Our hike originated at the East portal of the Moffat Tunnel, near Rollinsville. (FACTS: The Moffat Tunnel was completed in 1927, is over 6 miles long, and runs beneath Rollins Pass!)
We headed out with no specific destination in mind, but were sure we'd have a good time no matter where we ended up...
On a steep section of the unmarked route we took to find a camping spot, Friday evening.Mountain Man, Ian, along the lush trail... ...and beside the -massive- waterfall we followed to the top.
We saw a few groups of day hikers along the first mile of the trail, but were all alone after that. We scored a perfect, tree-encircled campsite at Clayton Lake...
and enjoyed a relaxing evening by the fire that we (read: Ian) built.
Our view from the campsite...
Saturday morning we broke down camp and headed out for some burly hiking. Here are pictures of the day with brief captions:
Iceberg Lake, just above our campsite (behind you in the previous pic), and the continental divide at skyline...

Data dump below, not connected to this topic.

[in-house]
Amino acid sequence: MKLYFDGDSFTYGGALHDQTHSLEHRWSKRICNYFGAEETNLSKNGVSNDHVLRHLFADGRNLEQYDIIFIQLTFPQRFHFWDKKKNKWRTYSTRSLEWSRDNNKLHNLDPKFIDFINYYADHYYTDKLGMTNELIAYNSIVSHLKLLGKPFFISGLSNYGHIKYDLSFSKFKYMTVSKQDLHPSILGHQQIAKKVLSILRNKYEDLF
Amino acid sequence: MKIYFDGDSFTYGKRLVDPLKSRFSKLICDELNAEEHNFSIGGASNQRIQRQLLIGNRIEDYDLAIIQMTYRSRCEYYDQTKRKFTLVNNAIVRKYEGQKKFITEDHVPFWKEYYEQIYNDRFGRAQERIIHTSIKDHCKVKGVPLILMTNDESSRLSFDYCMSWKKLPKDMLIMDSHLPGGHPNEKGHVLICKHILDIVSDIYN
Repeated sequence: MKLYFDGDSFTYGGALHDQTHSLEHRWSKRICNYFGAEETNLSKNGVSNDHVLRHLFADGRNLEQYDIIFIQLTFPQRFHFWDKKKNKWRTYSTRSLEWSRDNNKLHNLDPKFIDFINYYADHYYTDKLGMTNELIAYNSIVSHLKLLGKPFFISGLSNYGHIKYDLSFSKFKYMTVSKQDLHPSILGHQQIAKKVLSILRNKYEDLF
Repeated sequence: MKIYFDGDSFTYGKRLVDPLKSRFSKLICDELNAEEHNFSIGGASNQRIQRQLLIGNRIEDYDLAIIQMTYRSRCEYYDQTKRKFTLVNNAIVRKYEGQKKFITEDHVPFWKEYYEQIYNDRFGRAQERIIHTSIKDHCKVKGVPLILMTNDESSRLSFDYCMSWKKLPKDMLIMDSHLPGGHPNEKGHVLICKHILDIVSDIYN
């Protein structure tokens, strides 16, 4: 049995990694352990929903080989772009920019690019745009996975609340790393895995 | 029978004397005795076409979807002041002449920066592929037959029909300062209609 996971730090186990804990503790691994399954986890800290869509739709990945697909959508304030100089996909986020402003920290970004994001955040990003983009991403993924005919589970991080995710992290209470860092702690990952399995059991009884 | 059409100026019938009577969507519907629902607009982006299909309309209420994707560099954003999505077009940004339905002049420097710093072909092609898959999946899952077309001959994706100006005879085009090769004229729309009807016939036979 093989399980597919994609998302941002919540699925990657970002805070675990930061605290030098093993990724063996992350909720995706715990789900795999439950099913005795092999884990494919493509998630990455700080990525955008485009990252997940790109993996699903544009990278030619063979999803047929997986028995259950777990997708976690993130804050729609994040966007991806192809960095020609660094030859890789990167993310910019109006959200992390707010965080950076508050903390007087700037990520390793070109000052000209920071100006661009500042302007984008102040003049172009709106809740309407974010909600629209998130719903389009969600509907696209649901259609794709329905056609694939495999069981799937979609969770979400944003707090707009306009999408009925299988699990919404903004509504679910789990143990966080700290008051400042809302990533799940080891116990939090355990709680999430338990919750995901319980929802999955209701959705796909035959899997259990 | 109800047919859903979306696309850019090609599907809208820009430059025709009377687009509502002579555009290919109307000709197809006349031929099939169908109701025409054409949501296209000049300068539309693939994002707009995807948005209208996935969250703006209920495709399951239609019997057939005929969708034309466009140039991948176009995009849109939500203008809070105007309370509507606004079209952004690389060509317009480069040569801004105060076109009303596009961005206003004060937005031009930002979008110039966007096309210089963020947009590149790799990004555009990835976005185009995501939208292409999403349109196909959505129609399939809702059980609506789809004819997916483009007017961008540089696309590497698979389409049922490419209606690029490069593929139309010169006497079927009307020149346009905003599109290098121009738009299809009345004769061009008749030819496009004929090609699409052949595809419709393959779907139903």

Thawed portion of the lower Iceberg Lake...
Lots of lichen everywhere
Ian, chilling on top of the world. Iceberg and Clayton lakes below.
James Peak, the flat-top mountain in the distance, would become our highest point of the day.
Heart Lake, two ridges south of our camp, and the main destination for the original trail starting at Moffat Tunnel.
Half a heart.
At the top of James Peak (elev: 13,294 feet), with the continental divide reaching off into the distance. A very faint Longs Peak (14,255 ft. flat topped peak) can be seen waaay back there just left of Ian's skullcap. Longs Peak is in Rocky Mtn. NP.
Descending James Peak...down.down.down...to Heart Lake, which is visible on the left side of the picture, at the base of the mountains.
Ian's plan was to head home on Saturday evening, and after some deliberation at the Heart Lake campsite, we decided to join him. So, with screaming legs, we hoofed it the last 5 miles to the cars, with daylight to spare.